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ArgumentNo. 2/2010

Morphological analysis and its uses in patrimony evaluation


i believe that what we currently call « architectural analysis » requires certain comments, in order to allow us to be clear about what we are pursuing in this attempt of an “analysis”. The word has multiple meanings, with ample differences from one architectural school to another. Often, the word « analysis» is used for all – and without distinguishing between – forms of investigation, including simple discussions and comments based on personal taste, having nothing in common with a scientific rigor which might reveal regulating paradigms or valid hypotheses. That is why most of the time it is presented as a «synthesis» we to easily call «analysis», without ever going beyond the plain sense of these words.

All these descriptive endeavors have a significant disadvantage, as they are not enough to characterize forms and never undertake to classify them based on our analytic requirements. For example, in their effort toward conceptual generalization, descriptive terminologies do not take into account the empirical structuring of the materials in question or the inventory of segments subject to the morphological analysis, just as they are spatially delimited. Things are similar in the linguistically-established classes and classifications, where the notions of "type", „style”, „trend”, for example, have generalizing and, often, imprecise connotations. The erudite architectural terminology is not free of such criticisms. Usually, a quite significant exemplification action is to be noticed, which, however, lacks objectivity from the aesthetics theories point of view. These ambiguities of expression prevent the objectivity aimed at by rigorous scientific research. Therefore, we shall not mistake description for analysis, as they have, in fact, different purposes.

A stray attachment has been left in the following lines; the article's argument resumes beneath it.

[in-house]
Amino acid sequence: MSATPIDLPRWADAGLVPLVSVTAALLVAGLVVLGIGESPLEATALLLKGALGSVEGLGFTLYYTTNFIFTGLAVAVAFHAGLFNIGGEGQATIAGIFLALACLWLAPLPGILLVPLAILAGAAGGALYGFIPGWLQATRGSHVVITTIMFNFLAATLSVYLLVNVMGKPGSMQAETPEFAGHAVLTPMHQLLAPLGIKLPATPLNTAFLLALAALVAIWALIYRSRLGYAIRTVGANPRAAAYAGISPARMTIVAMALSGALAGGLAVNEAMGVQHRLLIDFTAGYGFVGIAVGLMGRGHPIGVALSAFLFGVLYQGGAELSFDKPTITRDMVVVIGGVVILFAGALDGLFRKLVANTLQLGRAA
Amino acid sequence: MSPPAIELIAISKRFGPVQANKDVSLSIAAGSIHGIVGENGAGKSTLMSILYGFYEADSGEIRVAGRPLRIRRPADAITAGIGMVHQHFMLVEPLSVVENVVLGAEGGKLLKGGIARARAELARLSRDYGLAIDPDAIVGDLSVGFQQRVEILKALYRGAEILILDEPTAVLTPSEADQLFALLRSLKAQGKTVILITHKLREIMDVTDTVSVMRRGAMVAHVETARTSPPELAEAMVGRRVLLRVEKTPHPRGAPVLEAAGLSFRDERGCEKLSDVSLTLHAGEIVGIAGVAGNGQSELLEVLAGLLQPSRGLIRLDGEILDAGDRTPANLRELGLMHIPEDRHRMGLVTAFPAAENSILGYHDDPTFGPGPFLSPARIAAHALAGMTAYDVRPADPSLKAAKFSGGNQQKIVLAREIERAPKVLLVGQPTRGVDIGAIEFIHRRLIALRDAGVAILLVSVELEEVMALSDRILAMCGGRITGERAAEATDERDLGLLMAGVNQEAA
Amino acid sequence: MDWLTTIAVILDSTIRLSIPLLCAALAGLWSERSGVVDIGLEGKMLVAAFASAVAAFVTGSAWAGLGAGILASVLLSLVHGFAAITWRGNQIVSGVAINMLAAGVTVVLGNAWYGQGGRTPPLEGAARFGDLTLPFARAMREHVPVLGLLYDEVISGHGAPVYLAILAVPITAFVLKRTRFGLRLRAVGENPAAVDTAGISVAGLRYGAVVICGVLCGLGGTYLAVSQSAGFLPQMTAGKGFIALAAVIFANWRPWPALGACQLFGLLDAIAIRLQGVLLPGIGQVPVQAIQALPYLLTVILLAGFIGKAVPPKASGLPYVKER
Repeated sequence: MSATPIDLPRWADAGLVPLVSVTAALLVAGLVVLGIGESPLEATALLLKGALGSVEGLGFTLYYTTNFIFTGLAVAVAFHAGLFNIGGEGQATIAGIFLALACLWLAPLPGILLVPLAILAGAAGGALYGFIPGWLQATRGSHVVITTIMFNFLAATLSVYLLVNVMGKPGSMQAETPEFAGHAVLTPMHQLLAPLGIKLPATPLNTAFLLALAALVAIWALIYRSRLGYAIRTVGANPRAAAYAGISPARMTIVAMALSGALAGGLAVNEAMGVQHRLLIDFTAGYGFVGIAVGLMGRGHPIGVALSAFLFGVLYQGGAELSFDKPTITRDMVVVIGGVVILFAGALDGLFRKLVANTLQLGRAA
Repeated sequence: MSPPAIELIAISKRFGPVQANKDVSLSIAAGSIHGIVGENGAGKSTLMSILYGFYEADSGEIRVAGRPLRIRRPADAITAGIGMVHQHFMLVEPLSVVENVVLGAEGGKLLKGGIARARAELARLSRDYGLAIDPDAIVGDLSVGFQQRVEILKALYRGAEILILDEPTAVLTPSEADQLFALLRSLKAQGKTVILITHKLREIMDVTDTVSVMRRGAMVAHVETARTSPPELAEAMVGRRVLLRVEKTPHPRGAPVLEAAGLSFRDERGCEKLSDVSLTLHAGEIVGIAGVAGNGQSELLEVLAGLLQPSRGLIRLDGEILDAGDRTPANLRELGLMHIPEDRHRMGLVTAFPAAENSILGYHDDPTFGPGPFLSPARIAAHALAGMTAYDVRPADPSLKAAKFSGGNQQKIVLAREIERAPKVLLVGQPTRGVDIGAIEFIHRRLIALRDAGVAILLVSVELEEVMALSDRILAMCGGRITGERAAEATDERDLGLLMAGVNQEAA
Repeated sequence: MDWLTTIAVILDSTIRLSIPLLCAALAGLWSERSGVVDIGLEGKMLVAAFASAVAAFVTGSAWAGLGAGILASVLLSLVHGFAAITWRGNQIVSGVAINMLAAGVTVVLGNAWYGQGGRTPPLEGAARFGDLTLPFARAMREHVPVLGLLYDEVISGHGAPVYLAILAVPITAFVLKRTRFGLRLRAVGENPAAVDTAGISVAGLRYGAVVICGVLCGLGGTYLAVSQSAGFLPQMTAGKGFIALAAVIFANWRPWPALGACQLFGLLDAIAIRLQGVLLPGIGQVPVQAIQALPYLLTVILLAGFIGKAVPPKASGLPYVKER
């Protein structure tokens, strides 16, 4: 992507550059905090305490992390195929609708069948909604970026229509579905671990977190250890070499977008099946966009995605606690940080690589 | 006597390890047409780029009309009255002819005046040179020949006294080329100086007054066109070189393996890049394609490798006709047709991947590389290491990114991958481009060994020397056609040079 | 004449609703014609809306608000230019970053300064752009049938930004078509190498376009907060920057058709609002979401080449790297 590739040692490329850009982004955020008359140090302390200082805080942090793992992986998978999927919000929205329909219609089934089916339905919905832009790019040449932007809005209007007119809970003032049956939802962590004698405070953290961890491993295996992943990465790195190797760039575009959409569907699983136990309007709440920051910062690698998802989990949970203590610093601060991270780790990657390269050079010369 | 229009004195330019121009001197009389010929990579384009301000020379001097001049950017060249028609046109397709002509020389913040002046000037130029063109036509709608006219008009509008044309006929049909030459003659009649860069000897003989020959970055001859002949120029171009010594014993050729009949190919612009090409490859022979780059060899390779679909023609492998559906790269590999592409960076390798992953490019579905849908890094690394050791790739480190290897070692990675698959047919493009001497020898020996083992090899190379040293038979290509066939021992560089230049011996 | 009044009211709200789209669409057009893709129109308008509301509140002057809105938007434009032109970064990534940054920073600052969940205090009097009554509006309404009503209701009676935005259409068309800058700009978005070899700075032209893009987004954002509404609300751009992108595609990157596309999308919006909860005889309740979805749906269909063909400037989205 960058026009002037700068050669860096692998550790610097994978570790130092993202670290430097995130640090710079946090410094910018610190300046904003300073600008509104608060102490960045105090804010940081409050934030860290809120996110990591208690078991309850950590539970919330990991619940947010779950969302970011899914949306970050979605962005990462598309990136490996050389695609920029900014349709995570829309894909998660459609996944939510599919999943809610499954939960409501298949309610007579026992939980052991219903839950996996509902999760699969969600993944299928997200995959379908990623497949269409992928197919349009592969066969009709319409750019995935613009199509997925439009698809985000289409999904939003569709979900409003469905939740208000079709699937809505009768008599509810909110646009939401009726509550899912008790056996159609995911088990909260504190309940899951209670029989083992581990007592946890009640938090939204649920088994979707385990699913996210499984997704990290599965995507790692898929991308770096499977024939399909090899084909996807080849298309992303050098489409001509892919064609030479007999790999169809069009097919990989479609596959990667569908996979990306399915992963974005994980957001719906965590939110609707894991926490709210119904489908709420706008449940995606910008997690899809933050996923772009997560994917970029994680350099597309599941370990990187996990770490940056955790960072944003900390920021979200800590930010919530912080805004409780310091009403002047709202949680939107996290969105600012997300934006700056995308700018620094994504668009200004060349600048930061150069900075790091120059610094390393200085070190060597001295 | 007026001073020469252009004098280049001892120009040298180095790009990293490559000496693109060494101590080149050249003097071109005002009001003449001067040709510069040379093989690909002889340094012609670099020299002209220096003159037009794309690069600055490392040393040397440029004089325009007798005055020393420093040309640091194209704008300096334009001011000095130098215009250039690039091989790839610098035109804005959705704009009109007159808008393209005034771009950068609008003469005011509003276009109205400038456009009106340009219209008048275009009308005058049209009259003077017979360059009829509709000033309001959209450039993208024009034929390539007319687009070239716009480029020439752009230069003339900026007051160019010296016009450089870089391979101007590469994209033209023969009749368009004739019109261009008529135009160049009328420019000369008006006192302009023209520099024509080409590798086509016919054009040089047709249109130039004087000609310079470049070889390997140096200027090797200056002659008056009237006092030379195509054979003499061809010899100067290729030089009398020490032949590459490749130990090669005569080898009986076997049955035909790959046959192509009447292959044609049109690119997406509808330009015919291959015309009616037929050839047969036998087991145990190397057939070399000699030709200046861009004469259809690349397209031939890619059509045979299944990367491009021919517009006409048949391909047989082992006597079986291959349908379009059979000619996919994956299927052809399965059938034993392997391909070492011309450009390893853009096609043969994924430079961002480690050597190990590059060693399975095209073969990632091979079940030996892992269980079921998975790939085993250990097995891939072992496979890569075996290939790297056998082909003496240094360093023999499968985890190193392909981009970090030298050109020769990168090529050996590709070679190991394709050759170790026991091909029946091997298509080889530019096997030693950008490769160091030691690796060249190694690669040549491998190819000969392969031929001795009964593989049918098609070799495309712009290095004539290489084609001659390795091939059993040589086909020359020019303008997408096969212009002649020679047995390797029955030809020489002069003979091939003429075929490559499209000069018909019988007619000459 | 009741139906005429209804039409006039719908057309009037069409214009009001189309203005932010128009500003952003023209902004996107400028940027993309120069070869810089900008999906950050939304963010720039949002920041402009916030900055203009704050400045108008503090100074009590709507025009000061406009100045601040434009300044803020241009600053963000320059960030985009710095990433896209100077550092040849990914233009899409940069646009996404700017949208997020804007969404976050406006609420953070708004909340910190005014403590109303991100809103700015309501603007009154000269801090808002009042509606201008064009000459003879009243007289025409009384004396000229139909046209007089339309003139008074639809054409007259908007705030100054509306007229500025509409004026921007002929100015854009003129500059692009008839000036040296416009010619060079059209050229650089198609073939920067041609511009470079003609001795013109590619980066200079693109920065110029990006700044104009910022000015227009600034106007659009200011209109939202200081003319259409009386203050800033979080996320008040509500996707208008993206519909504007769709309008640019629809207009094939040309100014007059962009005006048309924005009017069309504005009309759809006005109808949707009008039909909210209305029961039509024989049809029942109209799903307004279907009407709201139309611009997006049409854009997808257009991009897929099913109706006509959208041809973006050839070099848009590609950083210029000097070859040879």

Morphological analysis is not a new method in the theory and history of architecture – or of arts as a whole. But it is restrained, at best, to the classifying and arranging of information. The processes of itemizing and systematizing information and of theorizing, used in various scientific fields, such as archaeology or ethnography, have each proved their own point of view, with different hypotheses and final conclusions on the same bulk of data. What we must not lose sight of are the multiple perspectives provided by these researches, perspectives which, if consolidated and made compatible, might provide a full picture of the subjects in question. General morphological analysis has been developed by Fritz Zwicky – an astrophysicist with the California Institute of Technology (CalTech), as a way of structuring and investigating all the sets of relationships contained in the bulk of multi-dimensional, non-quantifiable challenges of the thirties. Such a vision emerged from the need to have a multi-criteria analysis, with roots in several fields of activity. This is precisely why the method has been apt for use in a vast number of fields, from astrophysics to marketing, economic sciences and, now, in architectural theory. At this point we should mention Romanian historian Dinu Theodorescu, who uses this method, in his study “Le chapiteau ionique grec”, published in Geneva in 1980, in order to analyze the Ionic style, achieving an exemplary accuracy of the style’s cartography and morphologic analysis.


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